What you had is never coming back. Looking back to a simpler time, familiar faces you could recognize.
It’s with these bitingly sad yet true lyrics that Somos kick off their debut album properly with an emotional tug at the heart. I mean, will we ever really be able to regain that freeing feeling of youth? These sort of topics make me incredibly distraught, but also allow me to reflect on and appreciate the times I had in those simpler days. When I was younger, I’d take a road trip to my aunts every summer with my brother and my cousins. Once we arrived, it wasn’t long before our faces were stuffed with greasy pizza and our eyes were wide from a sugar and caffeine overload. To accompany our binge of junk-food was an enormous stack of movies we rented from the video store down the street. No, we weren’t completely lazy; during the day we could be found skateboarding all over town or diving into the local swimming pool. Those were some of the most memorable days of my life, and even though I can’t ever relive those moments, Temple of Plenty
acts as a time machine to those carefree summers.
However, Temple of Plenty
is also about adapting to life’s harsher circumstances. In ‘Lifeline’ the band asks Could you watch your friends turn into your enemies, could you watch your home become a cold street?
Other tracks such as ‘The Strangest Example’ examine our society and how people don’t really talk to each other anymore as the vocalist asks the question How many people do you look at? How many people do you really see? We could talk about anything, but we talk about the weather.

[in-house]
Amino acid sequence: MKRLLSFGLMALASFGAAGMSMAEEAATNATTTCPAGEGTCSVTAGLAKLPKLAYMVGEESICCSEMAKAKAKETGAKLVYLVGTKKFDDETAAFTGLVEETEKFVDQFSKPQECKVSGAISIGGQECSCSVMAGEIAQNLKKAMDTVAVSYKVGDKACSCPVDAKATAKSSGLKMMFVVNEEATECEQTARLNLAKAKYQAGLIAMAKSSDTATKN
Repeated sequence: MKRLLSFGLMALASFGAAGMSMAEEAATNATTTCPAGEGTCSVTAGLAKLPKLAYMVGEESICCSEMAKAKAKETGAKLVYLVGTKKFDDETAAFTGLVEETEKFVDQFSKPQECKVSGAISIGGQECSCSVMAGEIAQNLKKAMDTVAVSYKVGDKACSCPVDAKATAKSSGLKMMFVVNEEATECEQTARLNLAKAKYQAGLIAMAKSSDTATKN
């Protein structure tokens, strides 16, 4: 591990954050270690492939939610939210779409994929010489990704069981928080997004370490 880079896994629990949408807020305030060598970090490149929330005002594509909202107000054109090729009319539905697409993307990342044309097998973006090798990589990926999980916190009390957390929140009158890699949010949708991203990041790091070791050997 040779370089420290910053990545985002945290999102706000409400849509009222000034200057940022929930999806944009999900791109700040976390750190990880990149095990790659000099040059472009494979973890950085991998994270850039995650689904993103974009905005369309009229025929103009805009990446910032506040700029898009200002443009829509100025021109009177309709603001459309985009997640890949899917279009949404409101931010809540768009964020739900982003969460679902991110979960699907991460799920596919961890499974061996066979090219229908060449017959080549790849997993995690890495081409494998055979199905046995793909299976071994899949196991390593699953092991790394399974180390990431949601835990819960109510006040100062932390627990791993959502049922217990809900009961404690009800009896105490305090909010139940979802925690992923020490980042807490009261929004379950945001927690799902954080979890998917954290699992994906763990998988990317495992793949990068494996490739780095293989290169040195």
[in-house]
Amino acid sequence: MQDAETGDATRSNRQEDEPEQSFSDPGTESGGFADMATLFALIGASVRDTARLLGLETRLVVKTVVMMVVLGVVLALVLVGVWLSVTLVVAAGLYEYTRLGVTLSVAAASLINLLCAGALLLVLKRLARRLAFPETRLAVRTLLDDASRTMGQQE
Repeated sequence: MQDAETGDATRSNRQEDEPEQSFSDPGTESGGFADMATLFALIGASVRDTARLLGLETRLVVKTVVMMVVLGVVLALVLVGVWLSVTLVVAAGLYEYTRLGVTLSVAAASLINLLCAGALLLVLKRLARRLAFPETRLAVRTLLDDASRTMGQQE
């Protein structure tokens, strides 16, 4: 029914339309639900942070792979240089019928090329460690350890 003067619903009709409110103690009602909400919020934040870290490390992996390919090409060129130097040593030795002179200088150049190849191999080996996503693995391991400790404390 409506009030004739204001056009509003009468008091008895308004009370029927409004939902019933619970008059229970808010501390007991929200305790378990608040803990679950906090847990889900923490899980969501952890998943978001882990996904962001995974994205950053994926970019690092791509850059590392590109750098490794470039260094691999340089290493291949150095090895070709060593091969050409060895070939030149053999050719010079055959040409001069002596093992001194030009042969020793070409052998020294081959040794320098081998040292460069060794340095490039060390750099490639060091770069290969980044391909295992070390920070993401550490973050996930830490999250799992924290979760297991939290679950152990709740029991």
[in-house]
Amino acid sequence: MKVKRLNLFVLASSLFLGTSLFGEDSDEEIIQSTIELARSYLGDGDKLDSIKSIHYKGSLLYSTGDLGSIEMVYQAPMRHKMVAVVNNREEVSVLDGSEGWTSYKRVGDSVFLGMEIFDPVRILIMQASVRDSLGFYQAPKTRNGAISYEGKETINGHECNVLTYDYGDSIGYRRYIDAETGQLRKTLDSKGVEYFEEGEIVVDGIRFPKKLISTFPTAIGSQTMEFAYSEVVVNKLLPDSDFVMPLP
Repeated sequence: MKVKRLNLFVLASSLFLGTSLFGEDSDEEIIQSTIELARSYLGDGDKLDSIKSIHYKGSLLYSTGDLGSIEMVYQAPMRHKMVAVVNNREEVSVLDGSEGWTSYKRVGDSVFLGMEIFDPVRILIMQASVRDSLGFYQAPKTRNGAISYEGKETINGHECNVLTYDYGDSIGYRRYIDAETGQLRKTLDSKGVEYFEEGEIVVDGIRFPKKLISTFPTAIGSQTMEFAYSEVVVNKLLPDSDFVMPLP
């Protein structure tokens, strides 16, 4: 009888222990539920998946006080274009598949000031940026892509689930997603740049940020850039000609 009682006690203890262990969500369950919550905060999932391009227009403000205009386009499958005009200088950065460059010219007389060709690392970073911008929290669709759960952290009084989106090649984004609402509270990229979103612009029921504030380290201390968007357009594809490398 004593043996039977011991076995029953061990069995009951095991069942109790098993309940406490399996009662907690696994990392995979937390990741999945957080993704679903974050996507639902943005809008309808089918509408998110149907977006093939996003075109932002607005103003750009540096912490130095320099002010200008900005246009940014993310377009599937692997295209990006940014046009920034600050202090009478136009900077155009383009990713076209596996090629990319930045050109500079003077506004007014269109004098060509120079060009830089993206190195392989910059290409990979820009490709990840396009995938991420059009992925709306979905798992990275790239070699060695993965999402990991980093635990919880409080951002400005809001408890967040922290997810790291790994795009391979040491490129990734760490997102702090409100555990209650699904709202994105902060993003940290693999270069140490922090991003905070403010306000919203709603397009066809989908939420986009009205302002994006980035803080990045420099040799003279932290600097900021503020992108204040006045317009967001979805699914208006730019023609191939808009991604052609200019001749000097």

It may be a harsh change of scenery from the nostalgic feel of the opening track, but the band does an excellent job of telling an emotional story through each individual song.
For such a young band, Somos sound more like seasoned veterans of the emo/punk genre as they deliver nine easily digestible tracks. Despite being rather accessible, the songs have more than enough substance to warrant return visits. Michael Fiorentino’s vocal performance is crisp and effective; sounding like a cross between Balance and Composure and The Hotelier, but with enough originality to stand out on its own. He’s accompanied by the dual guitar-work courtesy of Phil Haggerty and Justin Hahn who provide that extra kick to the band’s sound. The drumming is also downright fantastic, far exceeding most bands in the genre and adding depth to nearly every track. ‘Domestic’ is a prime example of Somos’ undeniable talent; starting off with Fiorention’s strong vocal performance and light guitar flourishes before Evan Deges kicks the drumming into full force, completely destroying it behind the kit. I could go on and on with various examples, but it really needs to be heard to be fully appreciated. There’s often so much going on instrumentally, although subtle, that you’ll still be discovering little touches you didn’t notice before even after a dozen listens.
When all is said and done, Temple of Plenty
has everything I could ask for from a record in this particular genre. It has emotionally stimulating lyrics, the instrumentation is top-notch for its style, and there’s virtually no filler to be found. Not only is it one of the best debuts you’ll hear all year, it’s likely to be one of the most enjoyable releases altogether. Whether the band is reminding you of the days of your youth, or giving you a crutch to lean on during rough times, they don’t seem to miss a beat on their first effort. I’m not sure if they’ve learned a thing or two from their label-mates The Hotelier, or if the they’ve just been slaving away at this album night and day. Either way, they’re sure as hell doing something right on their effortlessly enjoyable debut, and it shouldn’t be missed.